What do we do when we try to evaluate a limit and we end up with one of
indeterminate powers
1^{∞},
0^{0}, or
∞^{0}?

The standard procedure is to change this power into a product using the
"*e* to logarithm" trick. This trick is based on the fact that for every
positive real number *x* we have
*x* = exp(ln(*x*))

*A*^{B} =
*e*^{ln(AB )} =
*e*^{B⋅ln(A )}.

Since this is just an algebraic transformation, the limit of the expression
on the left is the same as the limit of the expression on the right. That one
has the form of "*e* to something". Since exponential is a "nice
function", we can "pull it out of the limit" and find the limit of the
exponent first. This expression is a product, but what kind?
If we start from an
indeterminate power, we always get an indeterminate product:

We actually cheated a bit in the last case, see the note below.

Anyway, we transformed the problem of finding a limit of an indeterminate
power into a problem of finding a limit of an indeterminate product.
There we can apply the standard procedure (change the product into a ratio,
then most likely use l'Hospital, see the box
"indeterminate product"). After we
find the limit of the exponent, we have to **remember to put it back into
the exponential.**

**Example:**

Now we need to find the limit of the product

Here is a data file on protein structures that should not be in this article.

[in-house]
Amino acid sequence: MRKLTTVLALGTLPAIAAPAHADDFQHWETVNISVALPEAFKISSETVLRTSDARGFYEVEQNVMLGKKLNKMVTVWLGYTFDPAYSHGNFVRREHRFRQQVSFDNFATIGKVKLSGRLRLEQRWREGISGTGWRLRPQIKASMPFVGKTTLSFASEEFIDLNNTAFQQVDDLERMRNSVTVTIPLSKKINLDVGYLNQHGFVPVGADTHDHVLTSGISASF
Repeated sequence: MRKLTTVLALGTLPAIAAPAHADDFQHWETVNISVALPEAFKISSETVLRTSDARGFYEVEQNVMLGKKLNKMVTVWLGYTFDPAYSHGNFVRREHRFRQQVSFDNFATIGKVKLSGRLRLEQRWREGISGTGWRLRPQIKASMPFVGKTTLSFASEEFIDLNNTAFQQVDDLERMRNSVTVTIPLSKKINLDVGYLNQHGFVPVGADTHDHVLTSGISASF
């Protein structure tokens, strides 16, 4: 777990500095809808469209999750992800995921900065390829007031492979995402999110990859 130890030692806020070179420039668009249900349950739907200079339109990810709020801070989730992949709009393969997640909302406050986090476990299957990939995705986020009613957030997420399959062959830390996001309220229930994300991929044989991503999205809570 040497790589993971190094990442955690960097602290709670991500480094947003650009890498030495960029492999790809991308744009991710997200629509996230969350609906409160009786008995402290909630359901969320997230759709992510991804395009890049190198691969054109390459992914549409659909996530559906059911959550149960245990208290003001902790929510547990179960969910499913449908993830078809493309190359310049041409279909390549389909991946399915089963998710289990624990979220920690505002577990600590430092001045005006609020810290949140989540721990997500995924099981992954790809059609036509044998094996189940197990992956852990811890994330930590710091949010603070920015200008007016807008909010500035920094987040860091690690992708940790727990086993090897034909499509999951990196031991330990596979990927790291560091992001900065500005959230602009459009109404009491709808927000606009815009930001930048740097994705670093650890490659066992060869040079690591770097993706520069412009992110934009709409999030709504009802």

*x*⋅ln(*x*)

Note that this transformation can be actually used anytime. For instance, if
you do not remember (or trust) that in the limit algebra
^{∞} = 0,

^{∞} =
*e*^{∞ln(1/2)}
= *e*^{−∞}
= 0.

(We used the fact that

**Note:** An inquisitive reader should have gotten suspicious when we were
transforming the power 0^{0} using the "*e* to ln" trick. Why?
Because ln(0) does not exist, we cannot plug zero into the logarithm. What is
happening here? The secret is that we cheated a bit when writing the power.
General power requires that the base be positive, so in fact we do not have
0^{0}, but ^{+})^{0}.^{+})

Why didn't we write the proper expression
^{+})^{0}*always* check on 0 when putting it into logarithm in the limit algebra,
and if the zero in the power were not of the positive type,
we would find out anyway when working with logarithm and realize that there is
something fishy.

In Solved Problems - Limits, these methods are used in this problem and this problem.

Next box: comparison and oscillation

Back to Methods Survey - Limits